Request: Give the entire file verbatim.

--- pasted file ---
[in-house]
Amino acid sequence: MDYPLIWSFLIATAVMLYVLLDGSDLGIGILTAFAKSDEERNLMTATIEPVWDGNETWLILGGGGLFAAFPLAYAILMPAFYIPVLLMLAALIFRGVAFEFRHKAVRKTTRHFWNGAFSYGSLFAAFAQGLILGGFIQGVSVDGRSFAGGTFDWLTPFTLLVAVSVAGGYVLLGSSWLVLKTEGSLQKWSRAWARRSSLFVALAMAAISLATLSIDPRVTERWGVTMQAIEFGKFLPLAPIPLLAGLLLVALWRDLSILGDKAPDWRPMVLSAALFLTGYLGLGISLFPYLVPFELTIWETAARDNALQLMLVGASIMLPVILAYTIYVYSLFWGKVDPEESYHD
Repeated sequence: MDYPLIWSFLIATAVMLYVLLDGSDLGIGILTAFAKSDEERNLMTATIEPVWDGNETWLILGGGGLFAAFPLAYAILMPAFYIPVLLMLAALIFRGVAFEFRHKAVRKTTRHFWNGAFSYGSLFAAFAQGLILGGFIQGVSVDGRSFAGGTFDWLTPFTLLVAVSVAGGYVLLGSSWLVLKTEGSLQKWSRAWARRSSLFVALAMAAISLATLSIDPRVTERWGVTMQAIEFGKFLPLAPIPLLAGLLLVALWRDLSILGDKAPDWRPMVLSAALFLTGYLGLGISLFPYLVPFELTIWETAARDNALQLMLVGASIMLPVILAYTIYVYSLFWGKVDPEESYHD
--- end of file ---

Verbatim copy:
[in-house]
Amino acid sequence: MDYPLIWSFLIATAVMLYVLLDGSDLGIGILTAFAKSDEERNLMTATIEPVWDGNETWLILGGGGLFAAFPLAYAILMPAFYIPVLLMLAALIFRGVAFEFRHKAVRKTTRHFWNGAFSYGSLFAAFAQGLILGGFIQGVSVDGRSFAGGTFDWLTPFTLLVAVSVAGGYVLLGSSWLVLKTEGSLQKWSRAWARRSSLFVALAMAAISLATLSIDPRVTERWGVTMQAIEFGKFLPLAPIPLLAGLLLVALWRDLSILGDKAPDWRPMVLSAALFLTGYLGLGISLFPYLVPFELTIWETAARDNALQLMLVGASIMLPVILAYTIYVYSLFWGKVDPEESYHD
Repeated sequence: MDYPLIWSFLIATAVMLYVLLDGSDLGIGILTAFAKSDEERNLMTATIEPVWDGNETWLILGGGGLFAAFPLAYAILMPAFYIPVLLMLAALIFRGVAFEFRHKAVRKTTRHFWNGAFSYGSLFAAFAQGLILGGFIQGVSVDGRSFAGGTFDWLTPFTLLVAVSVAGGYVLLGSSWLVLKTEGSLQKWSRAWARRSSLFVALAMAAISLATLSIDPRVTERWGVTMQAIEFGKFLPLAPIPLLAGLLLVALWRDLSILGDKAPDWRPMVLSAALFLTGYLGLGISLFPYLVPFELTIWETAARDNALQLMLVGASIMLPVILAYTIYVYSLFWGKVDPEESYHD